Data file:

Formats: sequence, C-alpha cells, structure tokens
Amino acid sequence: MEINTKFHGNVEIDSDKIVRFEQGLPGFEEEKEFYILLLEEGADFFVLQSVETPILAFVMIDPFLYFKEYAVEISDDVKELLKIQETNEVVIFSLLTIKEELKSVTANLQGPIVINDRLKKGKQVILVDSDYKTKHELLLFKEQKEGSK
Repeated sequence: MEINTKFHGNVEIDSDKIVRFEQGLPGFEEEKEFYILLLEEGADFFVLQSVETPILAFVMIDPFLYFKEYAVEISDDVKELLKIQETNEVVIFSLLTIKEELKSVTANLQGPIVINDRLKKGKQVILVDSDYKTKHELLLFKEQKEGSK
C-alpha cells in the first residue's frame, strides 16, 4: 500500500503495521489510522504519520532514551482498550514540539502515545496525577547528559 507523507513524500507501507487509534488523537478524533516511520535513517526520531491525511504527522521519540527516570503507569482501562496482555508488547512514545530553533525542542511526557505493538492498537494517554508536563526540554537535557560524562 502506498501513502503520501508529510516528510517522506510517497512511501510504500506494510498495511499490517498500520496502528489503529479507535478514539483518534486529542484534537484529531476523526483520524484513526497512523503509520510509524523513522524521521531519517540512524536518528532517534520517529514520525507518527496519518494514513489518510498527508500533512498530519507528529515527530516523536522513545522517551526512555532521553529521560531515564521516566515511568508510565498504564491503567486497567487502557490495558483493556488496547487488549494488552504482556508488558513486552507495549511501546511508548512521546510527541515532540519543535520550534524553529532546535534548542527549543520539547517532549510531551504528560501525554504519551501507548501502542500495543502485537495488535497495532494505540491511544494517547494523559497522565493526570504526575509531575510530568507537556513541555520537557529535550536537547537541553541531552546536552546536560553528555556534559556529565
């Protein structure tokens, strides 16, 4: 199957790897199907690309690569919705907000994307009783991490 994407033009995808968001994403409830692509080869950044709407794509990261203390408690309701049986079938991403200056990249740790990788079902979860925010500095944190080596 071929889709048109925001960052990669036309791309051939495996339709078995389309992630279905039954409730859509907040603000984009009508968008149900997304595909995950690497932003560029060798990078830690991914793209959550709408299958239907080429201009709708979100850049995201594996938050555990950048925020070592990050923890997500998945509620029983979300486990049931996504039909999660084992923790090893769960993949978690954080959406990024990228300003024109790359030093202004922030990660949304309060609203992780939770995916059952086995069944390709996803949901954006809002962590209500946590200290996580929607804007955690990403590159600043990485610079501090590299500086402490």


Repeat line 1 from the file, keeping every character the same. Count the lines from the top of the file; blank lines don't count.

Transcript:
Formats: sequence, C-alpha cells, structure tokens